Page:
Electoral Reform Society release analysis of voting, speaking and expenses records in the Lords, showing ‘something for nothing’ culture among peers – amid calls for substantive reform
Peers who haven’t spoken in the Lords for an entire year have claimed nearly £1.3m in expenses and allowances, research from the Electoral Reform Society (ERS) has revealed.
115 Lords – one in seven of the total – failed to speak at all in the 2016/17 session, despite claiming an average of £11,091 each, while 18 peers failed to vote but still claimed £93,162.
It comes amid an ‘expenses free-for-all’ in the Lords, with expenses claims soaring by 20% in just two years – at a time when public services have been under strain.
The findings show that most peers (58% of those attending the whole 2016/17 session) now claim more than the average full-time Brit’s take-home pay – for what is essentially a part-time role.
The research follows calls in the past week from Commons Speaker John Bercow to cut the size of the upper chamber – and ahead of the publication of a key Lords inquiry on reducing the number of peers.
Peers do not have to offer proof they have contributed in order to claim up to £300 tax-free per day, plus expenses.
The findings come ahead of a full ERS audit on the state of the House of Lords next month, which will be published to coincide with the launch of the Lord Speaker’s Committee on the Size of the Upper House’s report.
Darren Hughes, Chief Executive of the Electoral Reform Society, said: “These figures are a damning indictment of the state of the House of Lords.
“There appears to be a growing ‘something for nothing’ culture in our upper house, with tidy sums being claimed by those who barely contribute.
“(And) there are a worrying number of couch-potato peers and lobby-fodder Lords at a time when there is plenty to scrutinise – ostensibly the upper chamber’s role.
“The fact that over £4m is being claimed by those who speak only a handful of times a year shows just how dire this undemocratic situation has become.
“It’s completely unacceptable that peers can claim thousands without even speaking or voting in the House – and it highlights the reality that there is no accountability for peers.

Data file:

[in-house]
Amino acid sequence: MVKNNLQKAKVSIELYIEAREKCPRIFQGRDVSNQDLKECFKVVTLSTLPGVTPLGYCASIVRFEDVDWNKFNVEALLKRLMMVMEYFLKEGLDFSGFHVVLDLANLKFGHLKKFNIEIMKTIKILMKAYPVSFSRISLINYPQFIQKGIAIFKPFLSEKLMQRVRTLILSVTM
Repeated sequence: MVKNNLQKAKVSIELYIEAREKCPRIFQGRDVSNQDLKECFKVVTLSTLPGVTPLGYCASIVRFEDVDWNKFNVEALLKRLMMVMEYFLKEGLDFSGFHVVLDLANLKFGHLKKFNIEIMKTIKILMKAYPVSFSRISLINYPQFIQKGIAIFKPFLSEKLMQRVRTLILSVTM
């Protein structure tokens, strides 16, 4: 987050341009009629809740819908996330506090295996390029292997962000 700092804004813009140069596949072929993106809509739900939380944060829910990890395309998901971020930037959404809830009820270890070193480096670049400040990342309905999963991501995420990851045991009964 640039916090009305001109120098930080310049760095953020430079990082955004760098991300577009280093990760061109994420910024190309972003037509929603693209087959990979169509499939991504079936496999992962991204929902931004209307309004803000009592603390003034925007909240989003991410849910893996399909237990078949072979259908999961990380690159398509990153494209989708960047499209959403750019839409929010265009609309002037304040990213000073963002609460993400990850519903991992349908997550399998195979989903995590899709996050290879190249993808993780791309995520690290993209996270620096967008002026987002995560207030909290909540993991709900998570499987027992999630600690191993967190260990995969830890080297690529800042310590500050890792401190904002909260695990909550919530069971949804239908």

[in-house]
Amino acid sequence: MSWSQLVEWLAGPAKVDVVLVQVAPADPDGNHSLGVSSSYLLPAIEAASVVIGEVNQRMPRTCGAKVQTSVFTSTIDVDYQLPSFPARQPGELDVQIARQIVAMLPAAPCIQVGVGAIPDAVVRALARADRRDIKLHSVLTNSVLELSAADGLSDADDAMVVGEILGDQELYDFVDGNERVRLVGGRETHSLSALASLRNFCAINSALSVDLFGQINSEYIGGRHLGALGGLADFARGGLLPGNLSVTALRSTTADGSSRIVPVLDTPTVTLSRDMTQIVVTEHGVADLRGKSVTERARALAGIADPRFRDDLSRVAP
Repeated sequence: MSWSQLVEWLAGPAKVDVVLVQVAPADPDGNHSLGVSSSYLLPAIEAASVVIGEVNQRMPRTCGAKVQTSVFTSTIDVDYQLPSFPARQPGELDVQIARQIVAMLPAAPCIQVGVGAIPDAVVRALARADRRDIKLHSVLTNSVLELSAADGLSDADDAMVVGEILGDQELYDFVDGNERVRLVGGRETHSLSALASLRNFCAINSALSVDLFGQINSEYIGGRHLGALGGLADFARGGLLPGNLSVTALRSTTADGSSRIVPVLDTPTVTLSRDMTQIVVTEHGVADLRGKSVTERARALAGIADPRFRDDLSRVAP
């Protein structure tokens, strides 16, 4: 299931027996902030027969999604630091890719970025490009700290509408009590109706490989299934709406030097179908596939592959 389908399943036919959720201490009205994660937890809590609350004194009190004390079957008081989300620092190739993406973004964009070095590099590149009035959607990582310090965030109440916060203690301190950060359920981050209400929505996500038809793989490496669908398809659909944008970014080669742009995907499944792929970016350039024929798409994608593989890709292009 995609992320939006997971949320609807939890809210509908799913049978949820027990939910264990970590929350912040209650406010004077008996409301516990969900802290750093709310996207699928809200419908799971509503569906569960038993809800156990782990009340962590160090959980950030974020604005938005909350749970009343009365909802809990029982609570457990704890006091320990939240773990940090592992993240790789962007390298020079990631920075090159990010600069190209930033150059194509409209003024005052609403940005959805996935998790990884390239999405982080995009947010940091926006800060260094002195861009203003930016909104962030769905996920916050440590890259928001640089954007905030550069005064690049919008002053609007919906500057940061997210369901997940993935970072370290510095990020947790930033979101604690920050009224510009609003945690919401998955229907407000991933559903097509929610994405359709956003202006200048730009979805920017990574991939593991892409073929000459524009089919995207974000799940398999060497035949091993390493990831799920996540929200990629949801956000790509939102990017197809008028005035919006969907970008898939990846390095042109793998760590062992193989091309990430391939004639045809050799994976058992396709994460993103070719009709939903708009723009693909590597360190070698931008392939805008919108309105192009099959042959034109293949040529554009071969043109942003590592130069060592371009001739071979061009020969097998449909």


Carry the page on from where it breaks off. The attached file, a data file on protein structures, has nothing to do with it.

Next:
“With a 20% surge in expenses claims in the past two years, this is a House that is spiralling out of control. Rather than spending immense sums on peers who fail to even speak up in Parliament, we need a fairly-elected upper House – with a much smaller number of salaried peers – ending the rolling expenses scandal the chamber has become.
“Huge amounts of money are going to the people who contribute the least. This is an outrageous situation. We need to move to a much smaller upper chamber – one that is properly accountable – so that the Lords is no longer seen as a retirement home for party donors but something fit for the Mother of all Parliaments.
“However, piecemeal changes like imposing a retirement age will do little to deal with the real issue – a total lack of accountability among Lords that allows this kind of behaviour to grow and fester.
“From lobby-fodder Lords who only turn up to vote, to couch-potato peers who fail to turn up at all, the situation in the second chamber is a scandal. Now let’s fix this broken House before the situation gets any worse.”
The research also finds
- Lobby-fodder Lords: £4,086,764 has been claimed by the 36% of peers who spoke five times or fewer in the past year, many of whom simply turn up to vote
- 167 peers made 10 or fewer spoken contributions – yet claimed more than the average take-home salary
- Couch-potato peers: Peers who voted ten times or fewer claimed £1,032,653 in 2016/17
- The ‘something for nothing’ culture: £7.3m claimed by peers who spoke ten times or fewer this past year, while 131 peers spoke and voted ten times or fewer – claiming £658,314 in 2016/17
- The noisy minority: 10 peers – 1.16% of the total – account for over a fifth of spoken contributions, while the top 50 speakers account for 51% of total speeches
- Supersized-chamber: Despite being the second largest chamber in the world, most of the Lords’ huge costs come from those who contribute the least: the most active 300 peers claim only half the expenses – showing the size of the Lords can be cut without significantly limiting its work